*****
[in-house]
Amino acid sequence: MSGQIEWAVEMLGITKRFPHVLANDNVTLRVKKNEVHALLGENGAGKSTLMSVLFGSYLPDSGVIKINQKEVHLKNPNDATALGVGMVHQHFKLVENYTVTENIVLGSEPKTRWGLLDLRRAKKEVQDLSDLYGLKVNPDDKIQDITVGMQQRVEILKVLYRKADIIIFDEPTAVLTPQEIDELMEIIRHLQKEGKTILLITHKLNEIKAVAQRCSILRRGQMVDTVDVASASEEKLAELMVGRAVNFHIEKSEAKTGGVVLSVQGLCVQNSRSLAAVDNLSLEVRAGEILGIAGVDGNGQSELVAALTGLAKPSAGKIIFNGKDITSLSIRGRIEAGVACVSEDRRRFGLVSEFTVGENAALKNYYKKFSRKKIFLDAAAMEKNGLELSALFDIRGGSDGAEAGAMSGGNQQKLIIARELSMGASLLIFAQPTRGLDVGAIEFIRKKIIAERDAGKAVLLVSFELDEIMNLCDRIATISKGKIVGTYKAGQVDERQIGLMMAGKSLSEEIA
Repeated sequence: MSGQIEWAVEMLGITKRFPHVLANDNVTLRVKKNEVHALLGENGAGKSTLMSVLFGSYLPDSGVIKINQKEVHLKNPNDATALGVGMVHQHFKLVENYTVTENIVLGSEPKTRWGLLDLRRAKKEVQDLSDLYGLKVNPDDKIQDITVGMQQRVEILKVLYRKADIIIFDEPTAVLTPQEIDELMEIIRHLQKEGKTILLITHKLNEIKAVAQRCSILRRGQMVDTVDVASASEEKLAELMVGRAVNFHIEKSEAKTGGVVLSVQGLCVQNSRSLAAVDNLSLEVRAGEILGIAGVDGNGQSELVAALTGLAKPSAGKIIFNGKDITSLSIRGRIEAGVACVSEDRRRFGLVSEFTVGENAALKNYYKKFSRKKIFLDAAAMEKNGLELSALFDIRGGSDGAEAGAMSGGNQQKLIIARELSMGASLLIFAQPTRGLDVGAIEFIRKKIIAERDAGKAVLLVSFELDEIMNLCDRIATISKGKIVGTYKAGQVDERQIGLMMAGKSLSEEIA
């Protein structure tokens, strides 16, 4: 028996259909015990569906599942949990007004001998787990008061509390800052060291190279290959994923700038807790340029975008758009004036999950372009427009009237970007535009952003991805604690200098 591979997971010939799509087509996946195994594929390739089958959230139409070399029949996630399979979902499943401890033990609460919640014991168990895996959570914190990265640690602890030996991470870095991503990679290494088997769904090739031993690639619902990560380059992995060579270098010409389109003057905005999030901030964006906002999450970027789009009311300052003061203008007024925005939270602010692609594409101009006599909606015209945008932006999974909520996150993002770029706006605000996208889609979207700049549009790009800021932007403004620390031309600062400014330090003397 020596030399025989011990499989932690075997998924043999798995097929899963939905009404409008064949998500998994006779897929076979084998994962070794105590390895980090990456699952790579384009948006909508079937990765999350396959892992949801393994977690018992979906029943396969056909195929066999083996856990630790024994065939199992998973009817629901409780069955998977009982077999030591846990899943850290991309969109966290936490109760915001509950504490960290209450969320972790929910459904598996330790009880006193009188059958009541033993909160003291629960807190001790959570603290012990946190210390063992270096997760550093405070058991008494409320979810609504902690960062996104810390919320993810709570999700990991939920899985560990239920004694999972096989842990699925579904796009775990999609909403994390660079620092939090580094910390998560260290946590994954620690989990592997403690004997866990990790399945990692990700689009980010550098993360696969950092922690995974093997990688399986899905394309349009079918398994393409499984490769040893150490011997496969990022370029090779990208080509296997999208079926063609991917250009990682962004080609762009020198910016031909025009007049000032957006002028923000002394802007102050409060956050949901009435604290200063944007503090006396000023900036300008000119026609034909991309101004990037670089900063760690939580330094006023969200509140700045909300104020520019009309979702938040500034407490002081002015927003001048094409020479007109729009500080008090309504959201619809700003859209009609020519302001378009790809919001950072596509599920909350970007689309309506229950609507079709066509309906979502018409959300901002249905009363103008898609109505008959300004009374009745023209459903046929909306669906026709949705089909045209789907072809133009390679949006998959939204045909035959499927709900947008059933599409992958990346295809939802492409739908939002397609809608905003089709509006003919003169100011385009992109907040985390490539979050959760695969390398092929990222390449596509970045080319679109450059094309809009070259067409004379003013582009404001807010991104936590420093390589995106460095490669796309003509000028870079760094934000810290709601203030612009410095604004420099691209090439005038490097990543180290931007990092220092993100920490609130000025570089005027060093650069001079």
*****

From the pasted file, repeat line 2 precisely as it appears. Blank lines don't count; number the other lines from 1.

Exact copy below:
Amino acid sequence: MSGQIEWAVEMLGITKRFPHVLANDNVTLRVKKNEVHALLGENGAGKSTLMSVLFGSYLPDSGVIKINQKEVHLKNPNDATALGVGMVHQHFKLVENYTVTENIVLGSEPKTRWGLLDLRRAKKEVQDLSDLYGLKVNPDDKIQDITVGMQQRVEILKVLYRKADIIIFDEPTAVLTPQEIDELMEIIRHLQKEGKTILLITHKLNEIKAVAQRCSILRRGQMVDTVDVASASEEKLAELMVGRAVNFHIEKSEAKTGGVVLSVQGLCVQNSRSLAAVDNLSLEVRAGEILGIAGVDGNGQSELVAALTGLAKPSAGKIIFNGKDITSLSIRGRIEAGVACVSEDRRRFGLVSEFTVGENAALKNYYKKFSRKKIFLDAAAMEKNGLELSALFDIRGGSDGAEAGAMSGGNQQKLIIARELSMGASLLIFAQPTRGLDVGAIEFIRKKIIAERDAGKAVLLVSFELDEIMNLCDRIATISKGKIVGTYKAGQVDERQIGLMMAGKSLSEEIA